Anne Arundel Community College women's lacrosse team is No. 1 in nation

They play regional tournament Sunday and Monday in hopes of going to national championship

  • AACC midfielder Meghenn Jackson (center) looks for an opening during practice. The Anne Arundel Community College women’s lacrosse team finished its regular season as the nation’s top-ranked junior college program, posting a 16-0 overall record and earning the top seed in¤this weekend’s NJCAA Region 20 Tournament.
AACC midfielder Meghenn Jackson (center) looks for an opening… (Karl Merton Ferron, Baltimore…)
May 04, 2012|By Joe Burris, The Baltimore Sun

Many in the area know that Anne Arundel Community College has an exceptional women's lacrosse team, but not everyone keeps up with its success. And if ever there's been a season to follow the team, this is it.

"Sometimes teachers or my friends' parents will ask, 'Hey, what's your record?'" said AACC goaltender Brittany Kincer of Glen Burnie, who adds that she prefers not to boast about the team's prowess. "I'll say, 'We're doing pretty well.' And they'll say, 'Well, what's your record?'

"And I'll say, 'We're 16-0.'"

The Pioneers not only finished their regular season undefeated; they rank as the nation's top-ranked junior college program. AACC is also the top seed in the National Junior College Athletic Association women's lacrosse Region 20 tournament, which they are hosting this weekend. The first- and second-place winners will head to the 2012 national championship May 12-13 in Rochester, N.Y.

"I don't like to say that we're undefeated because with that comes a lot of meaning behind it, and I don't want to get too hotheaded about it," Kincer said. "I just want to go out there and play hard."

Last year, the Pioneers were national runners-up. This year, they went 8-0 in the Maryland Junior College Conference and held opponents to five goals or fewer in six games.

"No matter what anyone says, every game gets a little harder and a little harder and a little harder, and everybody wants to be the first to hang that little mark next to the 'L' column," said AACC coach Jim Griffiths, who is in his ninth season.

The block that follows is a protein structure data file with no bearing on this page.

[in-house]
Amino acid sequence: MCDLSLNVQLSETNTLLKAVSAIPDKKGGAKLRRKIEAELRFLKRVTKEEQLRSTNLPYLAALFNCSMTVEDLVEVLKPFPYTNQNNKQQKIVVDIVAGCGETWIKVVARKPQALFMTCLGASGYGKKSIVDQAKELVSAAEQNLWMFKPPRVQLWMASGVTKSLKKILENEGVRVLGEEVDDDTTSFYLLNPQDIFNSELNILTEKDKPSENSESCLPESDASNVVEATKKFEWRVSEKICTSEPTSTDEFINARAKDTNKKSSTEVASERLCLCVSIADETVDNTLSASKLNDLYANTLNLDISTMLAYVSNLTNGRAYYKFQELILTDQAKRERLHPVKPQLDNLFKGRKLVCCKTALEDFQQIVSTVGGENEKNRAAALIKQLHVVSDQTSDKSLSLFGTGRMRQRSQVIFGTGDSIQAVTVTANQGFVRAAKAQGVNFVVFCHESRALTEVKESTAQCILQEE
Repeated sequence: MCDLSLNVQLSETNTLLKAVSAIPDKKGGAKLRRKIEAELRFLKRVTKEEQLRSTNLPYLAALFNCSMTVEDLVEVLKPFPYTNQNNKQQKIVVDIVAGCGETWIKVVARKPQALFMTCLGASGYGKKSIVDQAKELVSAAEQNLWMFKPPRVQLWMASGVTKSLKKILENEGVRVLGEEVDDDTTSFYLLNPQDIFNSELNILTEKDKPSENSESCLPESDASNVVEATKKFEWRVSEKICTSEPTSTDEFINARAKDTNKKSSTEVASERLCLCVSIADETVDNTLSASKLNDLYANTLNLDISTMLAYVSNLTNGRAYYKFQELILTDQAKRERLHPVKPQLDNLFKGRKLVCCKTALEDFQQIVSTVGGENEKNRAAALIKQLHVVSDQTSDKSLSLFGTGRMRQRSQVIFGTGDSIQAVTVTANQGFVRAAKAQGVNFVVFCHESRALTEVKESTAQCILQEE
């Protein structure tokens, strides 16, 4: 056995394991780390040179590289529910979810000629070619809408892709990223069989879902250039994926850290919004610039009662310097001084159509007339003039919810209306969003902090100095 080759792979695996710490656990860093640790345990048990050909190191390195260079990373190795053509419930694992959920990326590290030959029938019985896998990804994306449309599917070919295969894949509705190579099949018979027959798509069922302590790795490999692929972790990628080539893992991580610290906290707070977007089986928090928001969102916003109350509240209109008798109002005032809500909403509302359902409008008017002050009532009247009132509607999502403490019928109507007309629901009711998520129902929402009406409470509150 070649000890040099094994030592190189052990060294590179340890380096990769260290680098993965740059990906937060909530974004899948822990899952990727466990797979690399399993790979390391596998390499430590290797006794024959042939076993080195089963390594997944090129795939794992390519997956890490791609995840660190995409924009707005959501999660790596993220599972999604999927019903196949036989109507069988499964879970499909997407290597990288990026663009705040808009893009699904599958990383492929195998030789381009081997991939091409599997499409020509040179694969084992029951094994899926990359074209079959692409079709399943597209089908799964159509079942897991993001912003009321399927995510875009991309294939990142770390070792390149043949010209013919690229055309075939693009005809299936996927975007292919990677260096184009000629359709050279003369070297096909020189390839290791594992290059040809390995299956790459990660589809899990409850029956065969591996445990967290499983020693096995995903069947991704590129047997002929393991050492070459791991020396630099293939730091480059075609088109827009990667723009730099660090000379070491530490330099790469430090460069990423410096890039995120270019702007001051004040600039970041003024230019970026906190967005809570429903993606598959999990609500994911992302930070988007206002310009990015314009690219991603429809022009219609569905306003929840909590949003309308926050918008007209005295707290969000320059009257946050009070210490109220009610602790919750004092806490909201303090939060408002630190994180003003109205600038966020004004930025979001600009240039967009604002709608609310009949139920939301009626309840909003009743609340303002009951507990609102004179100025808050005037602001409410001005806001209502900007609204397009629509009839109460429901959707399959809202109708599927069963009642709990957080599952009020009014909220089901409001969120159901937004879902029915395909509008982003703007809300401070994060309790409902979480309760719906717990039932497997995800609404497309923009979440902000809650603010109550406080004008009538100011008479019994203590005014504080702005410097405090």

The Pioneers play in a division of collegiate lacrosse that has just under two dozen teams, so Griffiths regularly schedules nonconference games against four-year schools.

AACC began the season as the second-ranked team in NJCAA women's lacrosse behind Monroe Community College of Rochester, N.Y., which beat AACC, 8-6, in last year's title game. Monroe also handed AACC its only regular-season loss last year.

This year the teams maintained their positions in the polls until last month, when the second-ranked Pioneers avenged their national championship loss with a 13-12 win over previously unbeaten Monroe to claim NJCAA's top ranking.

AACC is led this year by NJCAA preseason player of the year Mary Milligan of Crofton, who ranks first in the association with 33 assists and fourth with 70 goals.

Milligan said being undefeated "definitely puts pressure on you. You know that there are no easy games or games that you can take off. It's hard work every day.

"Last year, we knew we could have won [the national championship], and we didn't show up," Milligan said. "This year, what's motivating us is showing up and working hard every day so that we don't have any regrets when we're at that last game."

After women's lacrosse became an NJCAA-sanctioned sport in 2004, AACC competed in the first four national championship games. The Pioneers finished as runners-up in 2004 and 2005 and won back-to-back titles in 2006 and 2007. Last year's runner-up finish was AACC's first return trip to the championship game since 2007.

"The 2007 season was the last undefeated season we had," said Griffiths, "and it got harder and harder as we got closer and closer."

Griffiths said he is as proud of his players' academic prowess as he is of their accomplishments on the field. AACC has been the NJCAA All-Academic team for women's lacrosse in each of the last four years. All of his players will move on to four-year schools, where most will play lacrosse.

"The winning is a means to an end. The end is getting them as much help as they can get at a four-year school," Griffiths said. "I'm not going to stand here and say that going undefeated and winning a national championship isn't important to them. But we try to balance it."

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